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Friday, July 16, 2010

Book Review: The Uncommon Woman

On our recent trip to Colorado I had the opportunity to wander through 2 different Christian Book Stores. For me it was like a little piece of heaven. For some reason it is so much more fun to wander down an isle, find a book, pick it up and flip through it before purchasing it. This book was a great pick for me and I highly recommend it.

I haven't ever read any other books by this author Susie Larson but from what I can gather she has had some major life events happen, and has been able to grow through all of them. I appreciate learning from others and applying things to my own life.

This particular book had many principles I have heard about and some I have applied to my own life already. What I appreciated about this book is that although it is less then 200 pages it has all the principles to challenge women to be their best in one handbook. Each chapter ends with a prayer, application and several verses in the Bible to study and explore further.

Larson covers issues specific to women such as forgiveness, choosing battles wisely, finding our identity in Christ, and focusing on choices that will make us uncommon in a common world. Larson's overall points are structured in an order that make it easy to understand the steps necessary along the journey in growing deeper in relationship with God. Larson makes an excellent comparison to seasons of life and walking through each in a different way.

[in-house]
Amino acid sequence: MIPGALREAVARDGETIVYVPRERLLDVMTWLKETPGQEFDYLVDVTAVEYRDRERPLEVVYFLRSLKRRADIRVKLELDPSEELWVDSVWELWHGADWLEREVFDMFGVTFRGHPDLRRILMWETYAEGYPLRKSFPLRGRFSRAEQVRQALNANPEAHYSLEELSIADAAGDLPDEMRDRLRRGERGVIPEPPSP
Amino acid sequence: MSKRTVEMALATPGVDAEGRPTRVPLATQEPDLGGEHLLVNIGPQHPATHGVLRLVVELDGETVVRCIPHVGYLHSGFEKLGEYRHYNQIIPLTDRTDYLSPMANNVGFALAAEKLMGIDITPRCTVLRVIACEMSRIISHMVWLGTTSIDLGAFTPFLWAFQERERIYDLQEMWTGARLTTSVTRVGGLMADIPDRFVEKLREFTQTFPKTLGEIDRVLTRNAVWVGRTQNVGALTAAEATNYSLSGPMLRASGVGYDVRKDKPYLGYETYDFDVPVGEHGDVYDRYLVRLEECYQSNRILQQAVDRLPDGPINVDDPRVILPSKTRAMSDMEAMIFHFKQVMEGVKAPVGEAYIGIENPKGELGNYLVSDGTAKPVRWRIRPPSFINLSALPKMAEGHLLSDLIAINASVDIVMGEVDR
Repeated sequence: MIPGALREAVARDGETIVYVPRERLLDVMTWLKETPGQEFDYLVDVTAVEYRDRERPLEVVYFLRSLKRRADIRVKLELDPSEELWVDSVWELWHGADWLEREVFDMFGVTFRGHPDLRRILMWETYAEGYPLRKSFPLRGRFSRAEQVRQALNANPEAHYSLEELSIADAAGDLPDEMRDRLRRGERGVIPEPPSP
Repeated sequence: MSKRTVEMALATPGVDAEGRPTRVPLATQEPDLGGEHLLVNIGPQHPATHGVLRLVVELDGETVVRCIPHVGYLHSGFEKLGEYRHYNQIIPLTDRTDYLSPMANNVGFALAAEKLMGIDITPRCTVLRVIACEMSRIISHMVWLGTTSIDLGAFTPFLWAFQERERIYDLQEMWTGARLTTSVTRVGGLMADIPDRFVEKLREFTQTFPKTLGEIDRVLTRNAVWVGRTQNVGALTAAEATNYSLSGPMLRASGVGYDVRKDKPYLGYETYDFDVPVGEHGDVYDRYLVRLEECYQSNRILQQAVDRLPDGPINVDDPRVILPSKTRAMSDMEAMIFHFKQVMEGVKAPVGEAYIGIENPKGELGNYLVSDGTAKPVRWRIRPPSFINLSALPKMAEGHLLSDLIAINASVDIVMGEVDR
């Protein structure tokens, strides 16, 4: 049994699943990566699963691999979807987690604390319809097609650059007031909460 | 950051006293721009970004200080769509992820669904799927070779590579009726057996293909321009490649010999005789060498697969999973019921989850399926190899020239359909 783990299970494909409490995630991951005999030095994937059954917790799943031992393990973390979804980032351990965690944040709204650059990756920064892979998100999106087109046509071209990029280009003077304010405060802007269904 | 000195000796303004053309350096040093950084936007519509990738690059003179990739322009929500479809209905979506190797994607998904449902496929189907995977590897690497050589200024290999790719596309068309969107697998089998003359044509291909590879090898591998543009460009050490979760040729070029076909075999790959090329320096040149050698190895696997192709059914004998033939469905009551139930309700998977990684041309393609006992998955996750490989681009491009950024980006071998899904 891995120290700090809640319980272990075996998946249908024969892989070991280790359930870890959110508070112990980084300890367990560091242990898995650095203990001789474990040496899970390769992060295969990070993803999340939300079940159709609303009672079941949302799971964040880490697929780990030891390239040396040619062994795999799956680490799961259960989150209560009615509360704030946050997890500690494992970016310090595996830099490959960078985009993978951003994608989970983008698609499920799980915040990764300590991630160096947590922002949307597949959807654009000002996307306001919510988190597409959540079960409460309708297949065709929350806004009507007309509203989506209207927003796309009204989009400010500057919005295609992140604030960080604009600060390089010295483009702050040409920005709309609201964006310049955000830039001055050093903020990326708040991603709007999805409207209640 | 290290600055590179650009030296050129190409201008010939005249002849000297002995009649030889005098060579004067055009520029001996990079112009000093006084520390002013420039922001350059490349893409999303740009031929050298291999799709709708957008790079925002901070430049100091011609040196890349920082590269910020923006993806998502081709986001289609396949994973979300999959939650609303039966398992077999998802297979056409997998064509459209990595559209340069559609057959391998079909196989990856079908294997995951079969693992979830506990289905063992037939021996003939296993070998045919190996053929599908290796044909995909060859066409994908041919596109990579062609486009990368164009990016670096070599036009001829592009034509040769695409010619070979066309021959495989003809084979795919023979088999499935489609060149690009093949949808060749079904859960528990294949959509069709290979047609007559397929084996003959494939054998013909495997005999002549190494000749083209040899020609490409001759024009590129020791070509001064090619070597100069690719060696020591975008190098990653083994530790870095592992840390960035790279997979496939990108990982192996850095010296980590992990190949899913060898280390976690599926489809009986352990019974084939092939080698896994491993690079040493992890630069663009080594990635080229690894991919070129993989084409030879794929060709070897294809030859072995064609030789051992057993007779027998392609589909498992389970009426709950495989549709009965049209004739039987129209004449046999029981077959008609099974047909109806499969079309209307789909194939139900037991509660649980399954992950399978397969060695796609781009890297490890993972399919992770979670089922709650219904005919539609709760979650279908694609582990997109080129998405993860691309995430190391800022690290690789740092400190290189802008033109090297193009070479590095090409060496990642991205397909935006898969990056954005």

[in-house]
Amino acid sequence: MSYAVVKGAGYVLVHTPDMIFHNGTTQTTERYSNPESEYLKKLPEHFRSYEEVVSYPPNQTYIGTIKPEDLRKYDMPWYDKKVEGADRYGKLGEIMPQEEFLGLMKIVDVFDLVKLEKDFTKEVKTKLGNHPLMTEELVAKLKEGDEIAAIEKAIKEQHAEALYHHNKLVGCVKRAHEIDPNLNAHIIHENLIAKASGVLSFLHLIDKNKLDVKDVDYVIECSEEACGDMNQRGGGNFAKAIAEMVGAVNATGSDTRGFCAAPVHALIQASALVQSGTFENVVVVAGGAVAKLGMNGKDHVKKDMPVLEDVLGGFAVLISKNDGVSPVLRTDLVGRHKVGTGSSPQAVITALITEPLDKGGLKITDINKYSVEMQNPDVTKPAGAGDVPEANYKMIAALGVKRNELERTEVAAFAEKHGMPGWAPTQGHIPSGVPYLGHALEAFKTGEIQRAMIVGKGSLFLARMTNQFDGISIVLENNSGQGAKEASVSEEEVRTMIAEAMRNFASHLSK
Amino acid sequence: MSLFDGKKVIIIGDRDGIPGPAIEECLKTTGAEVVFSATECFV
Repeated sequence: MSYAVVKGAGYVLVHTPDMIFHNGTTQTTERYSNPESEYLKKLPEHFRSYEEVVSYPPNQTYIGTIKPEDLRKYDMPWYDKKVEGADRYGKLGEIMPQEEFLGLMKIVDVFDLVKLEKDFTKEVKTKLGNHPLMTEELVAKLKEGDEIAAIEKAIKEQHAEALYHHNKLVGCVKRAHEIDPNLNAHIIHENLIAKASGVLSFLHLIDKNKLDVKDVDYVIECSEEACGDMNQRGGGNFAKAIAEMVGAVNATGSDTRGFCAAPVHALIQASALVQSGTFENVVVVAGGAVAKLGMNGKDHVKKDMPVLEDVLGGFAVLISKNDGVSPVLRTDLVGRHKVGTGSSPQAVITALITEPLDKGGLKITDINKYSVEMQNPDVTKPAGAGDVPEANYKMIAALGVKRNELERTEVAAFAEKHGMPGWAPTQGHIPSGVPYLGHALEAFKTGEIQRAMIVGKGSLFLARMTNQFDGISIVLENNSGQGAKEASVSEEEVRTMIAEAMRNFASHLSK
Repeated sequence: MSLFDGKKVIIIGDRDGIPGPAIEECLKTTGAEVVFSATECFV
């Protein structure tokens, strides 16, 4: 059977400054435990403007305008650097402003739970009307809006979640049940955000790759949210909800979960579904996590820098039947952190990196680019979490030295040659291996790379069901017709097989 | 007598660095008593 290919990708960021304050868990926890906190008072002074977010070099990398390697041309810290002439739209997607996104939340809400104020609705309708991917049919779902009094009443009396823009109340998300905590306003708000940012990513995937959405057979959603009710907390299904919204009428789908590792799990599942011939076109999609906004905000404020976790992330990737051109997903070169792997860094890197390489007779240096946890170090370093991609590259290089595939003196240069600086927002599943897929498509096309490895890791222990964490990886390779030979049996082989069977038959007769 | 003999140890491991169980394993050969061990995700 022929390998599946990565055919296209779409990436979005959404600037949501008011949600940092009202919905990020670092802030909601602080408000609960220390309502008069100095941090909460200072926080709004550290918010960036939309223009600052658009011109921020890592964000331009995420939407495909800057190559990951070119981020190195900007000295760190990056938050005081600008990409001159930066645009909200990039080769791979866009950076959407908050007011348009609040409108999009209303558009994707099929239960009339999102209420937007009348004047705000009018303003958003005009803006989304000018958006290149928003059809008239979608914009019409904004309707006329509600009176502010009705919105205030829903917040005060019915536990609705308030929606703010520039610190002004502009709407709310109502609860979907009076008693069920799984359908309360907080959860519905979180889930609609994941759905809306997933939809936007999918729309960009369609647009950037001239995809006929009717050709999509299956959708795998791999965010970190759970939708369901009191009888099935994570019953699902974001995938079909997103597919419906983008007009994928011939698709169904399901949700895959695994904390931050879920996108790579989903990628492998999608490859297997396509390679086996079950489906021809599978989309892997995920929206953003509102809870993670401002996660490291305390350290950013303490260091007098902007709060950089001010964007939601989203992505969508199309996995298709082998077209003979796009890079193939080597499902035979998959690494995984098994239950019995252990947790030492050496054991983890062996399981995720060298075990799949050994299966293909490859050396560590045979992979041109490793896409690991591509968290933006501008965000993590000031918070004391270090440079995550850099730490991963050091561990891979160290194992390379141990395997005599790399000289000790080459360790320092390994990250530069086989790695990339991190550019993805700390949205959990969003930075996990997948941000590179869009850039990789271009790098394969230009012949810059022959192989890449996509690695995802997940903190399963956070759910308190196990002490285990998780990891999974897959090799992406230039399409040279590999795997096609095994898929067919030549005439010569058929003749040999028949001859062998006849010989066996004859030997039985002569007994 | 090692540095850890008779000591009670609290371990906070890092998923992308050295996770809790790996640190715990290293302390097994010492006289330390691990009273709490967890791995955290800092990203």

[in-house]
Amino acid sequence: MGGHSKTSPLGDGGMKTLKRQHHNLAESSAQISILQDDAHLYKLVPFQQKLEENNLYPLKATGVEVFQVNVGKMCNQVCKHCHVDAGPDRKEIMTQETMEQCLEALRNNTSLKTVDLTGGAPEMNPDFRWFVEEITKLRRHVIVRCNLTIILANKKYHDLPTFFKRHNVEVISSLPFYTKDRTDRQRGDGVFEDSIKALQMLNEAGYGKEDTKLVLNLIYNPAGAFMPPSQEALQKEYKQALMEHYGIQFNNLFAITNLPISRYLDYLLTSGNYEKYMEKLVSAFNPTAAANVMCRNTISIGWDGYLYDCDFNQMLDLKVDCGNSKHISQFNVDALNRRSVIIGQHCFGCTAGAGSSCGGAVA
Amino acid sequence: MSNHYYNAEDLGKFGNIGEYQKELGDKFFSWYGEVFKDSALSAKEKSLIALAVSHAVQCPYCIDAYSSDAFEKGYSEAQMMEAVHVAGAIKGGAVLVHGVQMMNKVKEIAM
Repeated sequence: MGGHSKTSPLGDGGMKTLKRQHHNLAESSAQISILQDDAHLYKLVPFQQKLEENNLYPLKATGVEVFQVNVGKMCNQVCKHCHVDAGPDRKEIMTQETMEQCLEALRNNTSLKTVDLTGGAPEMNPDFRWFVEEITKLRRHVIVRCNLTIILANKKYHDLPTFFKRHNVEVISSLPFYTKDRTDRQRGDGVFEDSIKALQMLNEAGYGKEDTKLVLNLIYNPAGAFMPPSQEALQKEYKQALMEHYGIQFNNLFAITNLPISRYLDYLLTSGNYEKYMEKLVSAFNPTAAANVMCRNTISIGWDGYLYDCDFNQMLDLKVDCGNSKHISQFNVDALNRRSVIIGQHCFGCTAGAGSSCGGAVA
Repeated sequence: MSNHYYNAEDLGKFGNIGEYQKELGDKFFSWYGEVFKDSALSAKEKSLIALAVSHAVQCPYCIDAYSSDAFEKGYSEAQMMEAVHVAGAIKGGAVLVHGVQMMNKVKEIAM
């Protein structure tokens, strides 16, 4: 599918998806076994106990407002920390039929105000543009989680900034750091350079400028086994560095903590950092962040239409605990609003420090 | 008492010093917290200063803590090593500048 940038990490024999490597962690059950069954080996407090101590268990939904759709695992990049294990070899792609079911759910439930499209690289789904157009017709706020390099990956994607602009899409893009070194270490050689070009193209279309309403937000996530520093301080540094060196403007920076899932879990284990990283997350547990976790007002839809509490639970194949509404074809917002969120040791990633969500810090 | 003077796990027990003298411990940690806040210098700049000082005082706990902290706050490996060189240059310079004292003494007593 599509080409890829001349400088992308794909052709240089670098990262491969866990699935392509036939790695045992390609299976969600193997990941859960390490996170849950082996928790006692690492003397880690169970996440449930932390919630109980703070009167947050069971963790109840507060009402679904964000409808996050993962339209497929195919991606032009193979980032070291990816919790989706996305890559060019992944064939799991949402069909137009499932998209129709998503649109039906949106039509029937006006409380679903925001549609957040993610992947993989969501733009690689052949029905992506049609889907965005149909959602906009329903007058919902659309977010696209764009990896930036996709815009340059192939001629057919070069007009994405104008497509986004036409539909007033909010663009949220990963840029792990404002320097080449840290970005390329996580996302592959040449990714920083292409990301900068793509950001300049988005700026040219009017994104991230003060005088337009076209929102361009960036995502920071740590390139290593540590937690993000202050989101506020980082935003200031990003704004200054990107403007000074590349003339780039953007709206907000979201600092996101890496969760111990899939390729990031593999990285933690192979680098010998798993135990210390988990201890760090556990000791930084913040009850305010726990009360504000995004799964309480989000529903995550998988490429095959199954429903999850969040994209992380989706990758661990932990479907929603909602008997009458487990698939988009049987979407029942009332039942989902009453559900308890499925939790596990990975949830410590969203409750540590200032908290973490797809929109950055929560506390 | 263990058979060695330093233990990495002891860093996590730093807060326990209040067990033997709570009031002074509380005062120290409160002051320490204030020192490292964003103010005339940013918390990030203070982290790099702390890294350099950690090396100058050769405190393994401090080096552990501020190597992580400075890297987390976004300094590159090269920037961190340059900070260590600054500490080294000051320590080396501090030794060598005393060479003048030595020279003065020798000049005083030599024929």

Over all Larson states the obvious that is so often overlooked. Women can be very mean. Whether out of jealousy or a survivors instinct, women attack other women and do it in the most vicious, cruel ways and often times mask it as serving the Lord, or representing Christ. Choosing to be an uncommon woman truly involves representing Christ and also means being the best you. Being kind to your friends, loving to your family, and someone you can look at in the mirror and be proud of. The fact is that no one is perfect and we are all going to experience times where we don't act our best. Larson's point is "We would do well to remember that some women who are currently the delicious topic of conversations are actually in their refining time. God is getting ready to promote them. We will be held accountable for how we speak about the Lord's annointed, whether she is hiding in a cave or crawling through a valley. Our time would be much better serves as God's precious, uncommon women if we were to pour our energy, our passion, and our words into prayers for people and the things we notice about them."

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